Camping for 2005 was originally planned to be on at least two smaller sites. Tickets are now available. Profits may go entirely to the owners of the fields, or some may be given as a gesture of goodwill towards the festival. Another way of doing this would simply be to make only a modest charge for camping. The main (Bulverton) site is being brought back into (limited) use. The owner of the Salcombe Regis site may be taking something of a financial gamble organising the LNE venue.

Late Night Extra (LNE)

No details available yet - tickets not on sale until May 2005. See the 'official' leaflet and website for intended bands, etc. As of February 2005 the organisers are not guaranteeing that each or any of the bands mentioned will be playing. The final programme is unlikely before May 2005. May be subject to change when numbers attending become clearer.

The Ham

Funding arrangements are apparently assured via Gordon Newton who is a key player in the Rochester festival that apparently attracts 300,000 people over three days! The 50 m by 25 m Ham marquee in Sidmouth is intended for concerts (seating 800+) and possibly some dancing and other events. Any profits will go towards helping Sidmouth 2006.

Overall therefore, the gross income from even a fringe festival could have been around 300,000 including successful arena events. This contrasts with the figure of 750,000 which is the known cost of running a full International Festival and which (in good years) was recovered in total income. The International Festival included many 'non profit making' sidelines which added immensely to the artistic quality and overall appeal of the week. Many will be absent from 2005 - although the proposed programme is growing.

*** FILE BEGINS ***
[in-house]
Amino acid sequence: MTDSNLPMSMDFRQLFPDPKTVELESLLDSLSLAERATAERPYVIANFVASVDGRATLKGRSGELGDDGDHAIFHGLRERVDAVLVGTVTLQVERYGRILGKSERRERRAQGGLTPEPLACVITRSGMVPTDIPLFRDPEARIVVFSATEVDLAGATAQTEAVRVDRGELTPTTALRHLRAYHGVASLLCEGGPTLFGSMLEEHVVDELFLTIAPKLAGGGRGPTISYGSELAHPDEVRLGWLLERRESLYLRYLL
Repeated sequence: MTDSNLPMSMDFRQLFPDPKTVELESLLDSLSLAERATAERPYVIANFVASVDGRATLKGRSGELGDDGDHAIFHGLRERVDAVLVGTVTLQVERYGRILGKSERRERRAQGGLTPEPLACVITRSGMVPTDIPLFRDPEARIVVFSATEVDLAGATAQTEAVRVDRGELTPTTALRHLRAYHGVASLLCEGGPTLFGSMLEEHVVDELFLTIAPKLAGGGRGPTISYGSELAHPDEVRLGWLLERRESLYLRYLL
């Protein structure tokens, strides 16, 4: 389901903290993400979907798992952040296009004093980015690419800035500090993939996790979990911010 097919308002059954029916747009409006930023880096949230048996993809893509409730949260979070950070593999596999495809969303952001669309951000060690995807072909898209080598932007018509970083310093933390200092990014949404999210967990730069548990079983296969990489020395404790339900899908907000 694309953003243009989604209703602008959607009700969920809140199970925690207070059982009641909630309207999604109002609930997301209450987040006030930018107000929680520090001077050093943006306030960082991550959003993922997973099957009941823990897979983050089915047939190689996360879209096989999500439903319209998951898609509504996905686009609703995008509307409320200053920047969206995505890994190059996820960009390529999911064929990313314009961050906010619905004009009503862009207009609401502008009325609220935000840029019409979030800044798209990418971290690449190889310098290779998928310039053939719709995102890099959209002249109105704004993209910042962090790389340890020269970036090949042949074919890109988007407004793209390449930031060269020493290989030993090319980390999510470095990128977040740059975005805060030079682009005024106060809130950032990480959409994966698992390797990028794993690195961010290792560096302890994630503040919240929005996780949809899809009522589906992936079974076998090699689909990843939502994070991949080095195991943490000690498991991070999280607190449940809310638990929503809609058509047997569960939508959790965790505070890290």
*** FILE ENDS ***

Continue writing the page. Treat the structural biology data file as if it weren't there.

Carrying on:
However, it seems clear that sufficient funds should be realisable to pay for a decent level of infrastructure - including marquees in town for the dancing instead of relegating it to outlying residential areas where it will be inconvenient, add nothing to the town centre ambience and (maybe) will be unwelcome because of the local car parking and noise problems. The organiser(s) have been encouraged to think again!

What has been sadly lacking is central organisation - and maybe a willingness to share profits for the common good.

How much of all the profits will really be going to support 2006 and beyond?

Who (if anyone) will be accounting for all the various income streams?

Where will net profits be held pending any decision to stage a full International Festival in 2006?

The meeting of 11 February provided a few answers!

next page

back to top of section

back to home page